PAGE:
Better than Sex Review

Josh (David Wenham) and Cin (Susie Porter) meet at a party and spend the night together. She’s a dress designer, he’s a wildlife photographer and he’s due to fly to London in three days. At first it’s just sex, with no complications, and they won’t see each other again. So what can go wrong? But when one night becomes two, they wonder if it’s as simple as that…

Better than Sex is an engaging if slight romantic comedy. It’s certainly predictable, but that’s in the nature of the genre: it’s not the end that counts, it’s how they get there. Basically a two-hander, the film uses voice-overs and addresses to camera by both leads, as well as comments by his and her friends. On the way, we get discussions on such matters as: noises women make during orgasm, why men can’t flush toilets or put the seat down, the whys and wherefores of oral sex, and why women take so long to get ready to go out. The sex scenes are unembarrassed and candid, with both Wenham and Porter seen nude, though first-time director Teplitzky doesn’t show us any full-frontals. Better than Sex is less explicit and less emotionally raw than the superficially similar Praise. (Which presumably makes the difference between this film’s MA rating and the R given to Praise. Neither film has been released in the UK, but it’s a safe bet both would be given an 18 certificate by the BBFC.) Unfortunately that makes it less memorable too.

A lot depends on the two lead actors, and they are up to the task, conveying a lot via facial expression. There are solid supporting performances from Kris McQuade as an all-seeing all-knowing taxi driver and Catherine McClements as Cin’s friend Sam, who is eager to see this new man in Cin’s life and “flirts her arse off” as the dialogue puts it. Better than Sex is nicely made, though a little protacted in the middle section, despite the short running time. It’s entertaining but ultimately rather too minor-key to make a lasting impression.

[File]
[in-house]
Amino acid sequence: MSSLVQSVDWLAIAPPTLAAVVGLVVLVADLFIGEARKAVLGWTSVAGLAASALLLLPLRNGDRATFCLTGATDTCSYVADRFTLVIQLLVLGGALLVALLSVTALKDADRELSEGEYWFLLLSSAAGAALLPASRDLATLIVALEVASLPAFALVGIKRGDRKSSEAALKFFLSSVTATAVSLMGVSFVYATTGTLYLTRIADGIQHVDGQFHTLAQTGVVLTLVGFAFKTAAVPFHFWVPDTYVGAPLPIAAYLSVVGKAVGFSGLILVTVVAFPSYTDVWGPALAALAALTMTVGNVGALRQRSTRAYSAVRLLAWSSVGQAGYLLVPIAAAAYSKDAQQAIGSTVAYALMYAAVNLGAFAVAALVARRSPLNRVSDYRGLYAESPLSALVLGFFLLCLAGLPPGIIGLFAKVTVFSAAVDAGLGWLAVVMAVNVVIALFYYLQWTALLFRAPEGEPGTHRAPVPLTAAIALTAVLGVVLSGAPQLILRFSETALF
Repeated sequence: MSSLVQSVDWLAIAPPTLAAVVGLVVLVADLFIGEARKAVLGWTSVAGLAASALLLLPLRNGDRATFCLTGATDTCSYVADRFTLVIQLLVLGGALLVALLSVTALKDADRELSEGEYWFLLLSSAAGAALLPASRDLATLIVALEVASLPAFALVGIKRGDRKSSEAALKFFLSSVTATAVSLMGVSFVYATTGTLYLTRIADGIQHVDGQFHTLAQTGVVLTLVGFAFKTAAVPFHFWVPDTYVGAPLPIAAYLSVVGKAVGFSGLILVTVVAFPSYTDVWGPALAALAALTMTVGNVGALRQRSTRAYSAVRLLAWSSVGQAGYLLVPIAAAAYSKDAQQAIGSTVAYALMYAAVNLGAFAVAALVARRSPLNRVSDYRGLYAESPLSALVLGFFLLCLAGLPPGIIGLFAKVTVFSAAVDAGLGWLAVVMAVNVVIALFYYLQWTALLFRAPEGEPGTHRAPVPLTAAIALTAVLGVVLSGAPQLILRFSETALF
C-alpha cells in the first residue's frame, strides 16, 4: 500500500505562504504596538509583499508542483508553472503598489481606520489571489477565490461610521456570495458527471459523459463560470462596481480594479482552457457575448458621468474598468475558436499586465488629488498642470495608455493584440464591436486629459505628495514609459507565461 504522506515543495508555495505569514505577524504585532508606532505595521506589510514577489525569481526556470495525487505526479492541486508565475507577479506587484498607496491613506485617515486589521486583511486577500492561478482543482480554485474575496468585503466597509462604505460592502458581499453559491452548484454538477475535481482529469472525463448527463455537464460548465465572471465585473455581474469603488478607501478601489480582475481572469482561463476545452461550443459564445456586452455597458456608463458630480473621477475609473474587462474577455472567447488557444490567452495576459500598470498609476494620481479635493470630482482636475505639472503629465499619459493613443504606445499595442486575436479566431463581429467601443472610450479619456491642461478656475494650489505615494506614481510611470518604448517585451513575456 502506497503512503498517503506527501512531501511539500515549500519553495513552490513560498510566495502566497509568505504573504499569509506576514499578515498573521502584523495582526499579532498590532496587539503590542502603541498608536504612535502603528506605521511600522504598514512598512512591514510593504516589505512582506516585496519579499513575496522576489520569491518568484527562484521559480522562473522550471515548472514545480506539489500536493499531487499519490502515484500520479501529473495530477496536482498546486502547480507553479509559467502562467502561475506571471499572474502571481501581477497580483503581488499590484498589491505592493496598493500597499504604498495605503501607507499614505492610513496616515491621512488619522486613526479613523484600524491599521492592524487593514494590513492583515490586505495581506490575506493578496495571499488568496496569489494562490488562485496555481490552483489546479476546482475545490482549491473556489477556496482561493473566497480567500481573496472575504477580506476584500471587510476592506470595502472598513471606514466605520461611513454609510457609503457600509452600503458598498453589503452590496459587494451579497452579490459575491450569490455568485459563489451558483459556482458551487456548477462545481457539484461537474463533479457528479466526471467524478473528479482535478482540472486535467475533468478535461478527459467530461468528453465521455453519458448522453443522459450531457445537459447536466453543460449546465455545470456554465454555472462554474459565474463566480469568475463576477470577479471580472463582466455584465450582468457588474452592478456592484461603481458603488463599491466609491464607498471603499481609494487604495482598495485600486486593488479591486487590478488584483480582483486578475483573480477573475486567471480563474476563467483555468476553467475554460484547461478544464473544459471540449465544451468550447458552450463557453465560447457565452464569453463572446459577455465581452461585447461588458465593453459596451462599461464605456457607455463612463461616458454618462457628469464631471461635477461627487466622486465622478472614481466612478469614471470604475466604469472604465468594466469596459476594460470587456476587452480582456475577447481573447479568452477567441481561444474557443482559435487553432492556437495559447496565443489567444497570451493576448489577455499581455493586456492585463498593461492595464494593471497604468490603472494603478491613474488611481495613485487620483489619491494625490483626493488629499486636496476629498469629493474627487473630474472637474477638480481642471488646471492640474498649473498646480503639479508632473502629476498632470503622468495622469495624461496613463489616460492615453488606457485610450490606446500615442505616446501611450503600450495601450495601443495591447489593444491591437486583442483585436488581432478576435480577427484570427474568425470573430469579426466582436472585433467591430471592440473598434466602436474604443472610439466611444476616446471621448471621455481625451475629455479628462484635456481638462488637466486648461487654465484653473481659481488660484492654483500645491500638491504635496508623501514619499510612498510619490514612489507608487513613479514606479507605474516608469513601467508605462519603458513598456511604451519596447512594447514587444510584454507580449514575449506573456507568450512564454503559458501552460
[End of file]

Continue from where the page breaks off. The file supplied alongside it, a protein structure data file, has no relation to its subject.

Siren’s DVD packaging is inaccurate in several respects. First of all, this disc is region-free, not Region 4 as the cover claims. Secondly, the cover also says “Fullscreen presentation – NO BLACK BARS TOP OR BOTTOM ON YOUR TV” as if that’s something to be proud of. But it’s wrong. This DVD is non-anamorphic for sure, but it’s letterboxed to a ratio of 16:9, complete with the black bars that are allegedly not there. By eye, I’d estimate that 1.85:1 is the intended cinema ratio. As for the transfer itself, it’s very nicely done, with little wrong with it: the colours are natural and solid, and there’s sufficient shadow detail in the night scenes. The only nitpick are a couple of places where there are duplicate frames, causing a brief but noticeable jump. (Watch the scene where Cin pulls Josh’s underpants down.)

The soundtrack is Dolby Surround. Being very much a dialogue-led film, this mix isn’t one to show off your system with. The rear channels are mostly used for music, though there’s a show-offy effect 70 minutes in, when you hear surround-sound orgasmic noises. There are sixteen chapter stops and no subtitles.

The extras Siren have put together are nice to have but skimp on basic information. There’s no trailer, nor any biographies of the cast or director. What we do have are two interviews with Susie Porter. Their Internet origin would lead you to expect text interviews, but these are video clips instead. The first and longest comes from Urban Cinefile. Taking a leaf out of the late Paula Yates’s book, Andrew L. Urban and Porter conduct the interview in bed. Urban seems a little self-conscious as a result, and the interview, while friendly, doesn’t go very deep. This interview is full-frame and runs 9:25. The second interview comes from Scape, is in non-anamorphic 16:9 and runs 4:42. Porter answers questions from an unseen interviewer. The remaining extra is a promo video for “Open all Night” by You am I, which includes extracts from the film. It runs 4:02 and is in 16:9 shifted upwards slightly.

The film is worthwhile, though lightweight: it’ll be interesting to see what Teplitzky will do for his next film. This DVD edition is similarly slight.

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